In a recent post I forecast the death of film photography. I still stand by that thesis. However that doesn’t mean I don’t like to play around with it from time to time. I am actually kind of happy that film didn’t become completely extinct around 2008-2010. That, however doesn’t mean I think it is here to stay in perpetuity either.
Since film cameras are reasonably inexpensive, though steadily increasing in price, it’s fun to use them occasionally. About a year ago I picked up an Olympus OMG. Now some of you that haven’t heard of this camera are going to laugh at the name and I assure you that OMG then didn’t mean what OMG does now.
feel free to skip ahead if you like…
The Olympus OMG was from Olympus’ amateur line or what we now call the consumer or entry level line up. All Olympus cameras with two digit model numbers; OM- 10/20/30/40, are from the amateur line. The pro models are, of course; OM-1/2/3/4. The OMG introduced in 1983 was an upgrade from the OM-10 adding a manual mode in addition to the aperture priority mode of the OM-10. Also added was a PC flash sync socket and contacts for an auto winder or motor drive. The OMG is a reasonably standard camera from the era. Features include a horizontally traveling cloth focal plane shutter with speeds from 1 – 1/1000 plus Bulb and with flash sync at 1/60 or lower. Like all Olympus cameras, the controls are placed differently than as is common on other cameras of the time. The shutter speed is controlled via a ring on the lens mount instead of the more common dial on the camera’s top plate. Because of this, the aperture ring is relocated to the front of the lens. The rewind knob is in the normal place on the left side of the top plate, but to engage it you use a switch on the front of the camera body instead of the more normally encountered release button on the bottom plate. It has an exposure comp dial on the right side top plate with an external ring to set ISO/ASA. The power switch is on the left side top plate with settings for AUTO/OFF/MANUAL/BULB and a position for battery check. Speaking of batteries, the OMG takes commonly available SR44/AS76 batteries, so there is no need for a special battery or adapter. However, the camera will become totally inoperable without batteries and will lock up. The view finder is a standard pentprism affair with a built in hot shoe for flash and internally it offers a split image focusing screen.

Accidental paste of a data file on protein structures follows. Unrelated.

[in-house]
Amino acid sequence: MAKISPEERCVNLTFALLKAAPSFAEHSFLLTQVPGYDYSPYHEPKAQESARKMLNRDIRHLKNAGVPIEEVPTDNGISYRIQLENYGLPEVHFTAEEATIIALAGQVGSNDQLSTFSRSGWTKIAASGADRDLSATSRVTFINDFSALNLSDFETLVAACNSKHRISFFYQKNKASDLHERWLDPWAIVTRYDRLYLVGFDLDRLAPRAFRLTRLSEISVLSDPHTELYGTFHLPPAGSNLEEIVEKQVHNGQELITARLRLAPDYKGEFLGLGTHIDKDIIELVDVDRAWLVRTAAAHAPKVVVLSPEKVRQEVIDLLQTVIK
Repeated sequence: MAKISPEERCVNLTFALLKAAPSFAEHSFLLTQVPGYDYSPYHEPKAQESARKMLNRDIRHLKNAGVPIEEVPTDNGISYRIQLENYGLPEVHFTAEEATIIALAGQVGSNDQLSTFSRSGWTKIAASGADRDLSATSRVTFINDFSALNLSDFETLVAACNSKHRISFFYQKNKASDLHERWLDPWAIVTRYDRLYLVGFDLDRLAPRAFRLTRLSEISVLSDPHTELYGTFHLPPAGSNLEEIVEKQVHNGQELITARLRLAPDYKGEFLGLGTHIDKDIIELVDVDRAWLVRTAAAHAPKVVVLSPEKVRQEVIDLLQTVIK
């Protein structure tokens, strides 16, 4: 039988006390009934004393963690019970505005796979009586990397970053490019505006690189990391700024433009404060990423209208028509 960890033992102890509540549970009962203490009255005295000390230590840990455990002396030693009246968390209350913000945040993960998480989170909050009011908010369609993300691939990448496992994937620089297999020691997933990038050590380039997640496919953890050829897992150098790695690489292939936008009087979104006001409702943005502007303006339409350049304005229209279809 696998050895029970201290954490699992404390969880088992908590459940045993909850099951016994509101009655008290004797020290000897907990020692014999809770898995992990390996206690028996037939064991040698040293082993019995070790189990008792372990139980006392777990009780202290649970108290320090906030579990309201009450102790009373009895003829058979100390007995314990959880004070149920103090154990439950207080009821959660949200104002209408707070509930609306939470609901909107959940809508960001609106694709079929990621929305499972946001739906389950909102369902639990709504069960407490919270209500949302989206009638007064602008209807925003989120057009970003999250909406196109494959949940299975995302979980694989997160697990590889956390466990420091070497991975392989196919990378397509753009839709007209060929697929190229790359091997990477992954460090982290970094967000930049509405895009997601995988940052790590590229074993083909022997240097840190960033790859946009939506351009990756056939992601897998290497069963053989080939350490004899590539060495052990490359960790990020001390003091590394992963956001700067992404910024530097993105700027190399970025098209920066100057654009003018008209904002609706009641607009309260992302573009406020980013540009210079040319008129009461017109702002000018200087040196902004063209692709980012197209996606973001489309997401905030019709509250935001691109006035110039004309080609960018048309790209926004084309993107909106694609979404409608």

Back to the story…..
I paid around $45.00 USD for mine including taxes and shipping. When it arrived it was, typically, a little dirty, and the batteries were dead. It came with the inevitable 50mm f/1.8 lens as you would expect.
This is not my first time owning this model. In the early 1990s I found one in a pawn shop that included the camera with a 50mm f/1.8 Zuiko, a 75-150 zoom and a Vivitar 28mm, along with a bag, tripod, motor winder, and an assortment of filters plus a few other miscellaneous bits of kit Including an Olympus flash. All for $120.00 USD (About $217.00 today). A difficult deal to pass on at the time and I didn’t (ironically it would probably be about the same price today). Sure it wasn’t a real OM pro model but that wasn’t necessary as I wasn’t really an Olympus fan at the time. Aside from my main Canon EOS kit, I also owned a Nikon FG in addition to the OMG. I will tell you this, there is no comparison with the Nikon. In build quality, operation, and fit/finish, the Olympus OMG is a far superior camera to the little Nikon FG.
I don’t know what ever happened to that camera, I am sure I sold it, I just do not remember where or when. Periodically, though, I thought I might like to own another one, then digital became the dominate format and the threats of a film apocalypse were real and present, and, anyway, I was pretty busy with life. So I forgot about it.